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The Ebola epidemic, which I personally have been tracking for quite a while, has begun reaching scary-to-the-masses proportions. Indeed, it’s probably only a matter of time before it goes airborne, makes its way to a major airport hub, and gets to the US or wherever you happen to live. It will be a disaster the likes of which has probably not been seen since (and may well be worse than) the bubonic plague. It is a true black swan event, in progress, and the unpredictability will not scale linearly.

When this occurs, you can bet on one thing:

Government response will be massive and overreaching, disrupting the lives of millions.

Needlessly or not, there will be travel controls and restrictions; public advisories and ordinances resulting in involuntary confinement; public appropriation/confiscation of private property; and perhaps most scary of all, the justification for martial law and an incredible, far-reaching and irreversible (although ostensibly “emergency only”) expansion of the already formidable (some would say all-encroaching and inescapable) surveillance state apparatus, in the name — of course–of the “public good.”

To be sure, there may be some definite public good involved. Nobody wants a 50-70% mortality airborne contagious virus on the loose, particularly when combined with a 20+ day incubation period and idiots who don’t follow directions. This could well lead to months and months of continuing outbreaks of a disease; mass panic; economic recession or depression (remember the flight industry after 9/11? This would be an order of magnitude worse); breakdown of civil order; y’know, all that stuff.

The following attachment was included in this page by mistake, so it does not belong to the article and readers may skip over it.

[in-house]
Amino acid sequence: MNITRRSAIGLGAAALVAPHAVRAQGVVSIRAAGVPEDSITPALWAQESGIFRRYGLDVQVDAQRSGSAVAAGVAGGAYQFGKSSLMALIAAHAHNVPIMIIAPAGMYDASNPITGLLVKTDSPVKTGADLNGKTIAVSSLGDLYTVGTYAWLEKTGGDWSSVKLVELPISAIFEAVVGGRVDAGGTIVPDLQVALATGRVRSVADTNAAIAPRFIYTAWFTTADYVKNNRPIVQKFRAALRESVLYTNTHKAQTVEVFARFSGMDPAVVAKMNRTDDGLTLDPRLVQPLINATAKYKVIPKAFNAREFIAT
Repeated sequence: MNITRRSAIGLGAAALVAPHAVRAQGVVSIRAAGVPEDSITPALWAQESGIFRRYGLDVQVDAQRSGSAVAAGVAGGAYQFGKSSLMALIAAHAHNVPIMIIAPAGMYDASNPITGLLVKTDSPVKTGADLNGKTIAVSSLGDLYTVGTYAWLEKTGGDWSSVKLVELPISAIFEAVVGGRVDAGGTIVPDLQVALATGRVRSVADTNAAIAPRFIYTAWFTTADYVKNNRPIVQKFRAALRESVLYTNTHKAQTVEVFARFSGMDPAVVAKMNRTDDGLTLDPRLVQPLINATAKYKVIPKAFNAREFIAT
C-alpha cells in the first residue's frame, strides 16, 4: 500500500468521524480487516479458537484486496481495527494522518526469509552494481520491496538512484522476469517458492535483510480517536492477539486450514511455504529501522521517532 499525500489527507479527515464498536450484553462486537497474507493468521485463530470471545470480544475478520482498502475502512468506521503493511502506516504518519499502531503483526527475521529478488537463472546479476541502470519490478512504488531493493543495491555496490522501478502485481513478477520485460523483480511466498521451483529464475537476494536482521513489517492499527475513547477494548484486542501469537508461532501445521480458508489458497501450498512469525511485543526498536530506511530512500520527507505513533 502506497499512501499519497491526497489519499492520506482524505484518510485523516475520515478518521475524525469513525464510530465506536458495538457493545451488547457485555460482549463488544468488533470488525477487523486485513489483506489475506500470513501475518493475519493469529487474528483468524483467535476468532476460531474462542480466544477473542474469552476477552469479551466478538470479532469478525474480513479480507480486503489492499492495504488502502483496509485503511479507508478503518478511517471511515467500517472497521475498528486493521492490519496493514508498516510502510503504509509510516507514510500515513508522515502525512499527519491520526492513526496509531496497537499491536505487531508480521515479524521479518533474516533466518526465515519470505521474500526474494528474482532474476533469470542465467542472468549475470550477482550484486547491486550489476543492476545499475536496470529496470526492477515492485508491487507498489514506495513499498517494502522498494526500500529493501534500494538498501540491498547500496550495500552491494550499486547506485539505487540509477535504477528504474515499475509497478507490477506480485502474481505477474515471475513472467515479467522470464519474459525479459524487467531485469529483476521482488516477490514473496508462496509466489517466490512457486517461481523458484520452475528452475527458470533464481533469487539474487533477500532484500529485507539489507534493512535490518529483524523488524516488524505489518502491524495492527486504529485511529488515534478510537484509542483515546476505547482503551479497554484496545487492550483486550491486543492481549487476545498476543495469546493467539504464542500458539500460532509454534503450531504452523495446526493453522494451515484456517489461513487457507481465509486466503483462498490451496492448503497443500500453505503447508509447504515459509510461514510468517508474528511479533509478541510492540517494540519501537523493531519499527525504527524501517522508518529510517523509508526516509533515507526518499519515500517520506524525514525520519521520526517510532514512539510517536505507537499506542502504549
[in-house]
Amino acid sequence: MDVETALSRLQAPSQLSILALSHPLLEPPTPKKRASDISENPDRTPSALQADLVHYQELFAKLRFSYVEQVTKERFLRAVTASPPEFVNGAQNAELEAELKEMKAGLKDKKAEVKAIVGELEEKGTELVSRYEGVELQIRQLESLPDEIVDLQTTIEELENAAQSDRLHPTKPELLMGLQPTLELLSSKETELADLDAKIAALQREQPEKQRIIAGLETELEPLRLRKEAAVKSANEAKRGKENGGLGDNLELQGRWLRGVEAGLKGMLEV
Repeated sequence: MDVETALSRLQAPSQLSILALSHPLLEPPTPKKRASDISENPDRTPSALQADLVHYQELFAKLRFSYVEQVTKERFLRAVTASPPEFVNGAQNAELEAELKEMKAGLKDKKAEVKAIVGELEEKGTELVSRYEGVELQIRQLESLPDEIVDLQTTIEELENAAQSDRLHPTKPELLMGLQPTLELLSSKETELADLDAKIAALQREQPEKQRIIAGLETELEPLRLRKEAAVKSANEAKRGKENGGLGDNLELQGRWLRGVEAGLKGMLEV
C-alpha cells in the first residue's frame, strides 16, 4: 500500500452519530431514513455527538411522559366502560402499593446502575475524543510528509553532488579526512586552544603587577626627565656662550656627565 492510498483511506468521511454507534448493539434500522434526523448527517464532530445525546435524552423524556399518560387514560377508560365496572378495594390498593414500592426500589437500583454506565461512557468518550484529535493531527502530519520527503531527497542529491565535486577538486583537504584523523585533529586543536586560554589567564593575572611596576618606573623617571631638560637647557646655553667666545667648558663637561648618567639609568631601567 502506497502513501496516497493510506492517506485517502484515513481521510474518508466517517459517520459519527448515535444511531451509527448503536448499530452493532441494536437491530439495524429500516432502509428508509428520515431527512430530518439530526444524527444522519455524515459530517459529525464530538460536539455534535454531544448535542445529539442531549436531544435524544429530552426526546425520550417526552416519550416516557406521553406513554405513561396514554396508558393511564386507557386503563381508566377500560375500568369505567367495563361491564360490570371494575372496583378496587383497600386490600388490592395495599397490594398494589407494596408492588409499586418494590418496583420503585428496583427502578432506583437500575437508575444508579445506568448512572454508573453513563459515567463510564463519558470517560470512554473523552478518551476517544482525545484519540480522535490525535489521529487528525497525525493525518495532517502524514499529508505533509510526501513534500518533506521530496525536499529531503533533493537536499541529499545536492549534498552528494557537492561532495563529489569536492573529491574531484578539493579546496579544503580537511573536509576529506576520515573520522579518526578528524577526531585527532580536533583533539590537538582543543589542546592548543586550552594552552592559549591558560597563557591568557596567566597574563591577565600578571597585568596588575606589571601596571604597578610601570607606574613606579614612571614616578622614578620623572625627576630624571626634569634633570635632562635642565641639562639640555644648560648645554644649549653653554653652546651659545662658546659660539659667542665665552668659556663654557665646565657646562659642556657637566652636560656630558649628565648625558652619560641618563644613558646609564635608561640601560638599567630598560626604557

But that is temporary. Reasonable confinement of the disease and public awareness will lead to a shortened epidemic curve. After which, and a few more flare-ups along with some technological solutions, we will be left with whatever legal structure (or lack thereof) the government has seen fit to erect during the crisis period. And the government is a ratchet – it giveth plenty, but rarely takes away. So in the fit of public panic and media-fanned opinionate flames, if there are martial controls; if there are more taxes; if there are expansions of the NSA’s already somewhat hazy borders of propriety; or any of a number of other unforeseen things (I’m not too creative, so my range here is limited);  those things will stay after the Stand-ish viral outbreak.

I don’t have an answer to this; it’ll be governed by the tide of public opinion, opportunistic yet hopefully opposed politicians, and media machinery. But it could well be the trigger for a ‘historical transformation’ of the US of A.

Paranoid? Maybe. Almost certainly so. But, being a fan of Bayesian logic, I’m inclined to think the worst of our Fearless Leaders, and this would certainly lead to the type of public outcry and justification for action that would be ripe for easy exploitation by… well, our current leadership, for example. In a rational world, the administration (read: President) would have been helping contain this instead of golfing, or, frankly, even in place of his half-assed belated response to ISIS, because this could well be – even at a few percent of probability – an existential threat to the US.

What can you do? Say something. Blog about it when you see it happening. Perceived isolation is one of the biggest causes of silence; be assured other people are seeing the same thing happen, and they probably don’t like it. Let your congressional reps know that they need a plan before the SHTF, or else panic mode will take over.